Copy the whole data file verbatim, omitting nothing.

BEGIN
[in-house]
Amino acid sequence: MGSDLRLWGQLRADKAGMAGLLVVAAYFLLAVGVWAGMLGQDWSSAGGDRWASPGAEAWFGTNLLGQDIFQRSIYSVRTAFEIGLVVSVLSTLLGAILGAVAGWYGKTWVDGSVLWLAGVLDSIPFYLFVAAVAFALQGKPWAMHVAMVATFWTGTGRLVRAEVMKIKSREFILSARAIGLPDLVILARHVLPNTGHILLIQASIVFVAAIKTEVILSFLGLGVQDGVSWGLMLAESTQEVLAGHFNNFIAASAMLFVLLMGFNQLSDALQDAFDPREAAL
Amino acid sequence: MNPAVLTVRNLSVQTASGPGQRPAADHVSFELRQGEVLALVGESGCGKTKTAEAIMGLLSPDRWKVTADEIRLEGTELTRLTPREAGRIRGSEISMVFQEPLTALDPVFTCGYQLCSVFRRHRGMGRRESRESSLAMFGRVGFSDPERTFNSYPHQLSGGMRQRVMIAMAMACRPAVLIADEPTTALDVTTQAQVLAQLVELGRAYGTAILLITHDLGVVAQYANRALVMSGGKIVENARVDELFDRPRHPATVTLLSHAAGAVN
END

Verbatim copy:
[in-house]
Amino acid sequence: MGSDLRLWGQLRADKAGMAGLLVVAAYFLLAVGVWAGMLGQDWSSAGGDRWASPGAEAWFGTNLLGQDIFQRSIYSVRTAFEIGLVVSVLSTLLGAILGAVAGWYGKTWVDGSVLWLAGVLDSIPFYLFVAAVAFALQGKPWAMHVAMVATFWTGTGRLVRAEVMKIKSREFILSARAIGLPDLVILARHVLPNTGHILLIQASIVFVAAIKTEVILSFLGLGVQDGVSWGLMLAESTQEVLAGHFNNFIAASAMLFVLLMGFNQLSDALQDAFDPREAAL
Amino acid sequence: MNPAVLTVRNLSVQTASGPGQRPAADHVSFELRQGEVLALVGESGCGKTKTAEAIMGLLSPDRWKVTADEIRLEGTELTRLTPREAGRIRGSEISMVFQEPLTALDPVFTCGYQLCSVFRRHRGMGRRESRESSLAMFGRVGFSDPERTFNSYPHQLSGGMRQRVMIAMAMACRPAVLIADEPTTALDVTTQAQVLAQLVELGRAYGTAILLITHDLGVVAQYANRALVMSGGKIVENARVDELFDRPRHPATVTLLSHAAGAVN